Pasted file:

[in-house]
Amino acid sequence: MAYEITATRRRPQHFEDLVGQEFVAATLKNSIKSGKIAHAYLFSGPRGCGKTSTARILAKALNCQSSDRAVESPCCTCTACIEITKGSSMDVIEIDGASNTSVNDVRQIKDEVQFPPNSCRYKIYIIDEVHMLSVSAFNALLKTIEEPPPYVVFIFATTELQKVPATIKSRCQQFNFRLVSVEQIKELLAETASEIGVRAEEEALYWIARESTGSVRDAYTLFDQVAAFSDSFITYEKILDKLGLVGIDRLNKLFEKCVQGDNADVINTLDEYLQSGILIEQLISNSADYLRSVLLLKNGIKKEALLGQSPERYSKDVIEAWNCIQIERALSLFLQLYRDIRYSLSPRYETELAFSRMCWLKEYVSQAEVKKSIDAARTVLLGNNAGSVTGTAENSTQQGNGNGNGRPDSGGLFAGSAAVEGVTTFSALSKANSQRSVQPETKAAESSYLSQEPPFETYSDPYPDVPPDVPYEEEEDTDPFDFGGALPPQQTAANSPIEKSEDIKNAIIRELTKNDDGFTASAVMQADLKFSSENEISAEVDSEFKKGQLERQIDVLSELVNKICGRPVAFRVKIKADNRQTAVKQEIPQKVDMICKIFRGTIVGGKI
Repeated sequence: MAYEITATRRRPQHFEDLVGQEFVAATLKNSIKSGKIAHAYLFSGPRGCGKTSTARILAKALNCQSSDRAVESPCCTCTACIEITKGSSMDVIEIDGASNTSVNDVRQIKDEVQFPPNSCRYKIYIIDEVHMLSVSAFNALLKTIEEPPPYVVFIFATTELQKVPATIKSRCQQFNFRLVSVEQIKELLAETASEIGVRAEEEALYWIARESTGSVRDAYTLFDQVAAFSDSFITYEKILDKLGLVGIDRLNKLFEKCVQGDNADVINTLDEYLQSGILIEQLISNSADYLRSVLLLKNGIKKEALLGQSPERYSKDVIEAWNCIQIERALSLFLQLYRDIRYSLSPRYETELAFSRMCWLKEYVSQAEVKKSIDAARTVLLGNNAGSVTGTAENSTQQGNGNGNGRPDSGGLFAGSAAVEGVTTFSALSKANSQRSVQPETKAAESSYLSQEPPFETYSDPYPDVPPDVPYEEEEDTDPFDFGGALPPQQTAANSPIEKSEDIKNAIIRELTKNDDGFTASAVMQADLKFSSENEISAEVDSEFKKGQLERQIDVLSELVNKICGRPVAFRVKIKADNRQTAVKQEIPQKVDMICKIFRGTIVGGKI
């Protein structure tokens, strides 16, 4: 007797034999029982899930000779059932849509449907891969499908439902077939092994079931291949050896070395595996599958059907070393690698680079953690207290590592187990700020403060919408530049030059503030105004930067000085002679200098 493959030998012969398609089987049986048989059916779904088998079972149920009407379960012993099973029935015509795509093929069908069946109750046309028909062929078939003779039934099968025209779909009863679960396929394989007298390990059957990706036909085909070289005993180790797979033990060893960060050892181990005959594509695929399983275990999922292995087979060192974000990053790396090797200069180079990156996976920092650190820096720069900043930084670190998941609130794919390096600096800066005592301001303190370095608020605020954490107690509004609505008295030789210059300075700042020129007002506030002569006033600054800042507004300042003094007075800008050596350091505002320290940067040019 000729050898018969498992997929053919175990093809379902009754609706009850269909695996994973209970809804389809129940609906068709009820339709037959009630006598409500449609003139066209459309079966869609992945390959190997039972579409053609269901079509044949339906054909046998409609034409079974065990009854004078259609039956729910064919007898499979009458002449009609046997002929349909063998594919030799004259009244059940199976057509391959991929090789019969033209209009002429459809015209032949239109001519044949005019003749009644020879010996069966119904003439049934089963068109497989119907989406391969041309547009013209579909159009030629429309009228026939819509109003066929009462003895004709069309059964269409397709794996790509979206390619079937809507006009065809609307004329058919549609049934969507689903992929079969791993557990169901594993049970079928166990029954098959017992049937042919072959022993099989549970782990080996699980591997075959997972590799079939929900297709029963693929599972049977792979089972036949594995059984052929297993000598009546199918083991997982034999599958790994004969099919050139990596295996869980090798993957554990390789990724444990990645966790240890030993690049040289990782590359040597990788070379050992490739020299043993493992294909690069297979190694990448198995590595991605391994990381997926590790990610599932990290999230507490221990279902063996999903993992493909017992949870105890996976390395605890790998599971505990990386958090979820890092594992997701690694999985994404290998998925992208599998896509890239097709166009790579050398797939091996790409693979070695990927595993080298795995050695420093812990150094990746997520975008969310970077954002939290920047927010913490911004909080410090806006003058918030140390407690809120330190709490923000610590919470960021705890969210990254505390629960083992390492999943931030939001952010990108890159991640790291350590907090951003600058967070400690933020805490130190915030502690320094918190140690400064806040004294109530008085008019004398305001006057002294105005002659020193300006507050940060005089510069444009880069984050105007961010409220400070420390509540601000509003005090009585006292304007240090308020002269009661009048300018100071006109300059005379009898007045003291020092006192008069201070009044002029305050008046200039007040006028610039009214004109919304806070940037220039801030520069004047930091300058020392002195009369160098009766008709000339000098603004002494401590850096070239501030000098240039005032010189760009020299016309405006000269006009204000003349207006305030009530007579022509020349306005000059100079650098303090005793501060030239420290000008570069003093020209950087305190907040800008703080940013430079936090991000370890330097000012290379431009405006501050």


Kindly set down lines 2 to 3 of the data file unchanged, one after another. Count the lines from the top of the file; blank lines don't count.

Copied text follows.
Amino acid sequence: MAYEITATRRRPQHFEDLVGQEFVAATLKNSIKSGKIAHAYLFSGPRGCGKTSTARILAKALNCQSSDRAVESPCCTCTACIEITKGSSMDVIEIDGASNTSVNDVRQIKDEVQFPPNSCRYKIYIIDEVHMLSVSAFNALLKTIEEPPPYVVFIFATTELQKVPATIKSRCQQFNFRLVSVEQIKELLAETASEIGVRAEEEALYWIARESTGSVRDAYTLFDQVAAFSDSFITYEKILDKLGLVGIDRLNKLFEKCVQGDNADVINTLDEYLQSGILIEQLISNSADYLRSVLLLKNGIKKEALLGQSPERYSKDVIEAWNCIQIERALSLFLQLYRDIRYSLSPRYETELAFSRMCWLKEYVSQAEVKKSIDAARTVLLGNNAGSVTGTAENSTQQGNGNGNGRPDSGGLFAGSAAVEGVTTFSALSKANSQRSVQPETKAAESSYLSQEPPFETYSDPYPDVPPDVPYEEEEDTDPFDFGGALPPQQTAANSPIEKSEDIKNAIIRELTKNDDGFTASAVMQADLKFSSENEISAEVDSEFKKGQLERQIDVLSELVNKICGRPVAFRVKIKADNRQTAVKQEIPQKVDMICKIFRGTIVGGKI
Repeated sequence: MAYEITATRRRPQHFEDLVGQEFVAATLKNSIKSGKIAHAYLFSGPRGCGKTSTARILAKALNCQSSDRAVESPCCTCTACIEITKGSSMDVIEIDGASNTSVNDVRQIKDEVQFPPNSCRYKIYIIDEVHMLSVSAFNALLKTIEEPPPYVVFIFATTELQKVPATIKSRCQQFNFRLVSVEQIKELLAETASEIGVRAEEEALYWIARESTGSVRDAYTLFDQVAAFSDSFITYEKILDKLGLVGIDRLNKLFEKCVQGDNADVINTLDEYLQSGILIEQLISNSADYLRSVLLLKNGIKKEALLGQSPERYSKDVIEAWNCIQIERALSLFLQLYRDIRYSLSPRYETELAFSRMCWLKEYVSQAEVKKSIDAARTVLLGNNAGSVTGTAENSTQQGNGNGNGRPDSGGLFAGSAAVEGVTTFSALSKANSQRSVQPETKAAESSYLSQEPPFETYSDPYPDVPPDVPYEEEEDTDPFDFGGALPPQQTAANSPIEKSEDIKNAIIRELTKNDDGFTASAVMQADLKFSSENEISAEVDSEFKKGQLERQIDVLSELVNKICGRPVAFRVKIKADNRQTAVKQEIPQKVDMICKIFRGTIVGGKI